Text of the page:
Sitting back, and relaxing

The grassroots movement that swept Obama into office sat back and relaxed following 2008’s historic presidential victory, wrongly believing the job was done.

That’s a remark attributed to – and agreed on between – Newsweek’s Jonathan Alter and former NJ State campaign director Mark Alexander, in a forum last week on President Obama’s 1st year. They say the tea party movement happened on your watch; you and your “relaxing” left a void that the tea party filled.

Oh … really? I will acknowledge some post-election exhale, which I imagine they both enjoyed themselves. But, really, who sat back here? We elected a President who told us if we brought the hope, he’d deliver change. And yet, who sat back? Obama, and his people did. The activists have been calling for public option for months – hosting public forums, writing letters, lobbying. And the president is walking on the sticky paper of bi-partisanship, unwilling or unable to lead a majority-Dem Congress to reform, unable to inspire, unable for most of the time even to articulate his position. Or worse, making stirring public option speeches while undermining the effort by sending Rahm Emanuel and Kathleen Sebelius to whisper to legislators, No worries, he doesn’t really mean it. The prez gets a partial-save for deftly maneuvering the truculent GOP into the party of NO wall recently. But it’s too little, too late.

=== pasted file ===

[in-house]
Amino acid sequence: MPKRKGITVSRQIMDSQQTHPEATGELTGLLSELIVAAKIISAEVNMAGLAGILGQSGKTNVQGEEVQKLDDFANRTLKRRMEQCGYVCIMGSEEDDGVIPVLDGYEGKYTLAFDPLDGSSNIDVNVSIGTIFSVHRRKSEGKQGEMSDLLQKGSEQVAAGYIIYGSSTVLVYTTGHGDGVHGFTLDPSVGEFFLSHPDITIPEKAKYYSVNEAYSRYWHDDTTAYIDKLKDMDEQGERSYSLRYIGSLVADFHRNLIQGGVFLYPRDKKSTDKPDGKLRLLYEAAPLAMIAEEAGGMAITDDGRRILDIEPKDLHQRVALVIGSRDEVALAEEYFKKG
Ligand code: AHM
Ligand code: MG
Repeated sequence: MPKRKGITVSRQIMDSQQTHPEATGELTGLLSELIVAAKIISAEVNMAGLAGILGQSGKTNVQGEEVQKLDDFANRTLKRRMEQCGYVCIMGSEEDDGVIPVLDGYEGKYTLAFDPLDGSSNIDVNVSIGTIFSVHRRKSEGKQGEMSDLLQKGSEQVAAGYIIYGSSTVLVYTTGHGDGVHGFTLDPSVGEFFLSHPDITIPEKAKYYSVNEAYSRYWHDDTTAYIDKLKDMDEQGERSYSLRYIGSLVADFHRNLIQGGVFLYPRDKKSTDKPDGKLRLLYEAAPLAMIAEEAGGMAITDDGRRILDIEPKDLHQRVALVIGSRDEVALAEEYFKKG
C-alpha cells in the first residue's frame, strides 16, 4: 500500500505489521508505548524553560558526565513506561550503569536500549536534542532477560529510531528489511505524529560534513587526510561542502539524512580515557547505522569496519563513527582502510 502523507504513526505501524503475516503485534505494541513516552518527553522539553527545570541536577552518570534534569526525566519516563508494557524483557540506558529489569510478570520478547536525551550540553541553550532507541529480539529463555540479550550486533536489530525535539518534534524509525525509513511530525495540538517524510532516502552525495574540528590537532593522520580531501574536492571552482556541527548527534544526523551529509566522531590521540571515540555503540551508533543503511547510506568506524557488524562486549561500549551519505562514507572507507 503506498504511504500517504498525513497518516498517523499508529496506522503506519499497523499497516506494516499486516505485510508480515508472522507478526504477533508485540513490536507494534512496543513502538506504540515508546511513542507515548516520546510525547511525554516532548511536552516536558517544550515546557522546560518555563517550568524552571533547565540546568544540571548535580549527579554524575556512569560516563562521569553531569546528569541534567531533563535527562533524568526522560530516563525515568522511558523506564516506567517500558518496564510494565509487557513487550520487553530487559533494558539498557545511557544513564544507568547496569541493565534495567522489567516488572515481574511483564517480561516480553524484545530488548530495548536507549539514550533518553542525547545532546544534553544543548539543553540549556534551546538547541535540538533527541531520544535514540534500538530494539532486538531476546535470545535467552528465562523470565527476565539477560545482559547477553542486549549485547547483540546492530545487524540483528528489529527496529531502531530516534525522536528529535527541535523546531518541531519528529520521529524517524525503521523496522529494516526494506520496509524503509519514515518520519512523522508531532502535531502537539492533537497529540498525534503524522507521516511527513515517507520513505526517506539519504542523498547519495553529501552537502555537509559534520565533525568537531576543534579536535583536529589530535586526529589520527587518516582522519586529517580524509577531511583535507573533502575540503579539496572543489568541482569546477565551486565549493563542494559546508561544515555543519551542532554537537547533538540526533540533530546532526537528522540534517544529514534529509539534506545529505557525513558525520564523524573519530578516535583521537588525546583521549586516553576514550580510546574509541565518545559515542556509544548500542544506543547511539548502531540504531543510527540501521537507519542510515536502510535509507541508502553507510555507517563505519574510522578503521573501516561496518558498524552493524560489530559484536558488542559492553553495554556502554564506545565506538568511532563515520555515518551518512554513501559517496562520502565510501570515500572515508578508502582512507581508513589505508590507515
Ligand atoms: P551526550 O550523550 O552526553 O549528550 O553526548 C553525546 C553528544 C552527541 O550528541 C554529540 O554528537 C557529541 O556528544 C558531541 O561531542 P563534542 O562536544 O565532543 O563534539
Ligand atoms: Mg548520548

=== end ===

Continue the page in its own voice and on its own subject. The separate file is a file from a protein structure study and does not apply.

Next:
We called for repeal of ENDA and DADT, and he has not used his power.

A smart friend of mine said of this, The activists used their tools and power, to identify issues that need reform and elect those in support. The President has to use his tools and power – which is to make like LBJ and twist arms and drive strong legislation. We did our part, he didn’t.  

Comments (11)

  1. Bertin Lefkovic

    After reading this article, I think that I can confidently tell Mark Alexander and Jonathan Alter to take their remarks and shove them up their collective asses.

    If I were you, Rosi, I would try to get Mark Alexander’s class schedule at Seton Hall, publish it here at Blue Jersey, and invite the membership of DFA-NJ and any other progressive in the state to audit one of them and tell him what the grassroots thinks of his remarks.

    As far as Jonathan Alter is concerned, I think that progressives should flood his Newsweek e-mail address with our thoughts about his remarks.

    And while we’re at it, we should do whatever it takes to get Tim Kaine removed from his position at the DNC and replaced by Steve Hildebrand.

    Reply
  2. ken bank

    “The President has to use his tools and power – which is to make like LBJ and twist arms and drive strong legislation.”

    For better or worse the days of the imperial presidency have been gone since Watergate.  

    Besides the internet, talk radio and other media access make it impossible to effectively twist arms and even break legs without everyone knowing about it almost instantaneously. When I was growing up we only had newspapers and a handful of columnists like Drew Pearson and Jack Anderson to expose these shenanigans.  Nowadays you have the “Cornhusker kickback” and “Louisiana purchase” and everybody finds out about it.  And when you have democrats like Joe Sestak going around telling people that Obama tried to pay him off with a job if he would not run against Specter, it makes it even more difficult to conduct business.

    And if a handful of Republicans try to forge a bipartisan compromise on HCR the peebaggers find out immediately through the internet and raise the wrath of holy righteous indignation.  Just ask Scott Brown.

    Unfortunately this is the price we pay for transparency in government.

    Reply

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